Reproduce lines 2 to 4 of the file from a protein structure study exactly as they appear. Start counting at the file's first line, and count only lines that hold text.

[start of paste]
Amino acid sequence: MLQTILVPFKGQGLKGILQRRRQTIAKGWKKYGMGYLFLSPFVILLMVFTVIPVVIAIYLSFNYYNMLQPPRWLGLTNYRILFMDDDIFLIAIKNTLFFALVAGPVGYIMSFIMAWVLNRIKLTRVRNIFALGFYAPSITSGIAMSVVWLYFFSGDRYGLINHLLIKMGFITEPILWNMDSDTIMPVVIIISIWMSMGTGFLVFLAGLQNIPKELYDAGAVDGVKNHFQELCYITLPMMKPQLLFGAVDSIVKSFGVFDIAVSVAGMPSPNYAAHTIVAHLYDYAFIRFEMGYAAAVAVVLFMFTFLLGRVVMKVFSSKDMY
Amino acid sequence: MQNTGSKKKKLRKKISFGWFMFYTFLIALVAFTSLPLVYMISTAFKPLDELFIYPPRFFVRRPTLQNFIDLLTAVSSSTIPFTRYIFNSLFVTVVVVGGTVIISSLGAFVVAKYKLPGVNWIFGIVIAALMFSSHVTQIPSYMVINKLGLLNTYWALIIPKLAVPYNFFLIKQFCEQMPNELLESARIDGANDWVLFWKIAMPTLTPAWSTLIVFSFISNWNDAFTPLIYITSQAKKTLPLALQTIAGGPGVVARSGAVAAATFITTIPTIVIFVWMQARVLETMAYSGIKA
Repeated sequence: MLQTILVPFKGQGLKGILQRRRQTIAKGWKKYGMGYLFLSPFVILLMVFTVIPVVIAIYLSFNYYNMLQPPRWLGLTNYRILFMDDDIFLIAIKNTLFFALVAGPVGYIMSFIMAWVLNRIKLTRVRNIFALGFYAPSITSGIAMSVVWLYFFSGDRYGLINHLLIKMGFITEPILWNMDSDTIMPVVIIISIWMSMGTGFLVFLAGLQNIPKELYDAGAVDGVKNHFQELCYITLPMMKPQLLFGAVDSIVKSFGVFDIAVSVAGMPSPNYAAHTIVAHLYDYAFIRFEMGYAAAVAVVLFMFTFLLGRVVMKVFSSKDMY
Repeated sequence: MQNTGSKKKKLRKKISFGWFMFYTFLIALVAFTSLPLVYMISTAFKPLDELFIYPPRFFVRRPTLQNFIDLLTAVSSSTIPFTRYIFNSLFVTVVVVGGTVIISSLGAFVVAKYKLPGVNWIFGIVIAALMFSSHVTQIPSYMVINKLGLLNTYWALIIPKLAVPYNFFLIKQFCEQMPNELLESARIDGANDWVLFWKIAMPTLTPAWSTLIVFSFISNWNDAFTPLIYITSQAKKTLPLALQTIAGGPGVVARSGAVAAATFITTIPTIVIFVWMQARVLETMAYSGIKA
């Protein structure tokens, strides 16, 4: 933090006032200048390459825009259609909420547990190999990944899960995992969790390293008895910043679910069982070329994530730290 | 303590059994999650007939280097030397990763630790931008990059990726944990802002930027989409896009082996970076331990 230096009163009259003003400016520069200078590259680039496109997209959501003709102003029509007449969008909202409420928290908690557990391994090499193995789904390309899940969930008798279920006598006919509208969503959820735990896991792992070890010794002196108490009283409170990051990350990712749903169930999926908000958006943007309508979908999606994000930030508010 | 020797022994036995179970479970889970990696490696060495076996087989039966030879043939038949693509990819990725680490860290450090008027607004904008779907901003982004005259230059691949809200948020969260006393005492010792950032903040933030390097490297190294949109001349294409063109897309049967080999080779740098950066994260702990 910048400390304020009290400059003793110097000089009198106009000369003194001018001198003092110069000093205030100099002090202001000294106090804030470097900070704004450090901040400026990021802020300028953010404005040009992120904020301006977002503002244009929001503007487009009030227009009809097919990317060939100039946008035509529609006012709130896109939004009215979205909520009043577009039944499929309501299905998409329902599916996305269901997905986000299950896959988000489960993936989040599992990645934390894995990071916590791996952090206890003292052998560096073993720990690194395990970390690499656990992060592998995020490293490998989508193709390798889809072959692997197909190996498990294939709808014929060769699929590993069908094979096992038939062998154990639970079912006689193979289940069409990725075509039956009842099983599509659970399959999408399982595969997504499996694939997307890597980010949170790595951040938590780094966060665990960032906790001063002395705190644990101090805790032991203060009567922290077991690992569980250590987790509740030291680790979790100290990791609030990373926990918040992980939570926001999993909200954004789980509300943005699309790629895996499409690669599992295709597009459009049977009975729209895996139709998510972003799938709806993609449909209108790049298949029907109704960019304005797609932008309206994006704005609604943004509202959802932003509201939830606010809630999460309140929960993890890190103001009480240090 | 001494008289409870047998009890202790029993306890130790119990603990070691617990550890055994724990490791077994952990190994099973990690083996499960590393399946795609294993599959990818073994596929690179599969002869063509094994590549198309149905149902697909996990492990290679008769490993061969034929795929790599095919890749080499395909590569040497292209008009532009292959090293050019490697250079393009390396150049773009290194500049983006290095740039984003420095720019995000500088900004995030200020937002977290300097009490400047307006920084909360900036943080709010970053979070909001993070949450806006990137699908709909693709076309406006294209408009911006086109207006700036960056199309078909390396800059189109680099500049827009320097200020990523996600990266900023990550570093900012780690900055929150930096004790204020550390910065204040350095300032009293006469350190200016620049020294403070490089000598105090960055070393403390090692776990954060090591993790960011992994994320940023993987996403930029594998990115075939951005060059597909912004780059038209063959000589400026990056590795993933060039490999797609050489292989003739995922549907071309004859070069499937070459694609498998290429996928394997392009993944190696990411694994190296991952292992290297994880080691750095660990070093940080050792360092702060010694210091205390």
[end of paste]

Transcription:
Amino acid sequence: MQNTGSKKKKLRKKISFGWFMFYTFLIALVAFTSLPLVYMISTAFKPLDELFIYPPRFFVRRPTLQNFIDLLTAVSSSTIPFTRYIFNSLFVTVVVVGGTVIISSLGAFVVAKYKLPGVNWIFGIVIAALMFSSHVTQIPSYMVINKLGLLNTYWALIIPKLAVPYNFFLIKQFCEQMPNELLESARIDGANDWVLFWKIAMPTLTPAWSTLIVFSFISNWNDAFTPLIYITSQAKKTLPLALQTIAGGPGVVARSGAVAAATFITTIPTIVIFVWMQARVLETMAYSGIKA
Repeated sequence: MLQTILVPFKGQGLKGILQRRRQTIAKGWKKYGMGYLFLSPFVILLMVFTVIPVVIAIYLSFNYYNMLQPPRWLGLTNYRILFMDDDIFLIAIKNTLFFALVAGPVGYIMSFIMAWVLNRIKLTRVRNIFALGFYAPSITSGIAMSVVWLYFFSGDRYGLINHLLIKMGFITEPILWNMDSDTIMPVVIIISIWMSMGTGFLVFLAGLQNIPKELYDAGAVDGVKNHFQELCYITLPMMKPQLLFGAVDSIVKSFGVFDIAVSVAGMPSPNYAAHTIVAHLYDYAFIRFEMGYAAAVAVVLFMFTFLLGRVVMKVFSSKDMY
Repeated sequence: MQNTGSKKKKLRKKISFGWFMFYTFLIALVAFTSLPLVYMISTAFKPLDELFIYPPRFFVRRPTLQNFIDLLTAVSSSTIPFTRYIFNSLFVTVVVVGGTVIISSLGAFVVAKYKLPGVNWIFGIVIAALMFSSHVTQIPSYMVINKLGLLNTYWALIIPKLAVPYNFFLIKQFCEQMPNELLESARIDGANDWVLFWKIAMPTLTPAWSTLIVFSFISNWNDAFTPLIYITSQAKKTLPLALQTIAGGPGVVARSGAVAAATFITTIPTIVIFVWMQARVLETMAYSGIKA